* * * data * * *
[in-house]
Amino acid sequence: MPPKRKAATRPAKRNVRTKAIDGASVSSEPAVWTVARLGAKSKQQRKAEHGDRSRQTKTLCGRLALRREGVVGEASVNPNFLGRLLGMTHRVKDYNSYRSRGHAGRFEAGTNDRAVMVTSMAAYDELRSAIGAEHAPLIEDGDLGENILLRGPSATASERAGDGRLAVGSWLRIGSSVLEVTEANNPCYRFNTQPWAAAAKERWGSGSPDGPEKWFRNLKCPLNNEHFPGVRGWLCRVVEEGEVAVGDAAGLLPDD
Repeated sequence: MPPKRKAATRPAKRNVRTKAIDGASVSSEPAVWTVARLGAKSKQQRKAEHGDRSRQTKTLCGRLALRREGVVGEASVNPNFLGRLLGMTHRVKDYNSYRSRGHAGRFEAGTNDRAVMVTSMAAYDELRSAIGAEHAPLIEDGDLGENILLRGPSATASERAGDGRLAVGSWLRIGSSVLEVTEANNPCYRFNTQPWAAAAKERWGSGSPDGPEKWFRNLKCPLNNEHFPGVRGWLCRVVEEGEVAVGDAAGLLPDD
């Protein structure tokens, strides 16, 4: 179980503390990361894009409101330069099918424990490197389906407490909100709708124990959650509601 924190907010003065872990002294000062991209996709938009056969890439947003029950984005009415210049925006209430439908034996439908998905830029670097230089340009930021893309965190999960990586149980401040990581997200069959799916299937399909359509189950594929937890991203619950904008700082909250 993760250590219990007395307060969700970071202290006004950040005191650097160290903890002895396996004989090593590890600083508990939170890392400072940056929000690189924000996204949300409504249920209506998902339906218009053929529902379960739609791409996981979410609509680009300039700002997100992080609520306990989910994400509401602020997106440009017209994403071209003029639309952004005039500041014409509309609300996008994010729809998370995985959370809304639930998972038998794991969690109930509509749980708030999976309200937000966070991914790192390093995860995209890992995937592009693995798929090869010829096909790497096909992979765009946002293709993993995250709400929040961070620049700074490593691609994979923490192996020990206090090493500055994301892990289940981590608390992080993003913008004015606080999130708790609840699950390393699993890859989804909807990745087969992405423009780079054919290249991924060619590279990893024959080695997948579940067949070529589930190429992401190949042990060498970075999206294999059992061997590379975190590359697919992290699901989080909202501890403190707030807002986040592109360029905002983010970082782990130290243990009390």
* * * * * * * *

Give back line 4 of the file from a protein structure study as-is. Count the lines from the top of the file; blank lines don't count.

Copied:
């Protein structure tokens, strides 16, 4: 179980503390990361894009409101330069099918424990490197389906407490909100709708124990959650509601 924190907010003065872990002294000062991209996709938009056969890439947003029950984005009415210049925006209430439908034996439908998905830029670097230089340009930021893309965190999960990586149980401040990581997200069959799916299937399909359509189950594929937890991203619950904008700082909250 993760250590219990007395307060969700970071202290006004950040005191650097160290903890002895396996004989090593590890600083508990939170890392400072940056929000690189924000996204949300409504249920209506998902339906218009053929529902379960739609791409996981979410609509680009300039700002997100992080609520306990989910994400509401602020997106440009017209994403071209003029639309952004005039500041014409509309609300996008994010729809998370995985959370809304639930998972038998794991969690109930509509749980708030999976309200937000966070991914790192390093995860995209890992995937592009693995798929090869010829096909790497096909992979765009946002293709993993995250709400929040961070620049700074490593691609994979923490192996020990206090090493500055994301892990289940981590608390992080993003913008004015606080999130708790609840699950390393699993890859989804909807990745087969992405423009780079054919290249991924060619590279990893024959080695997948579940067949070529589930190429992401190949042990060498970075999206294999059992061997590379975190590359697919992290699901989080909202501890403190707030807002986040592109360029905002983010970082782990130290243990009390």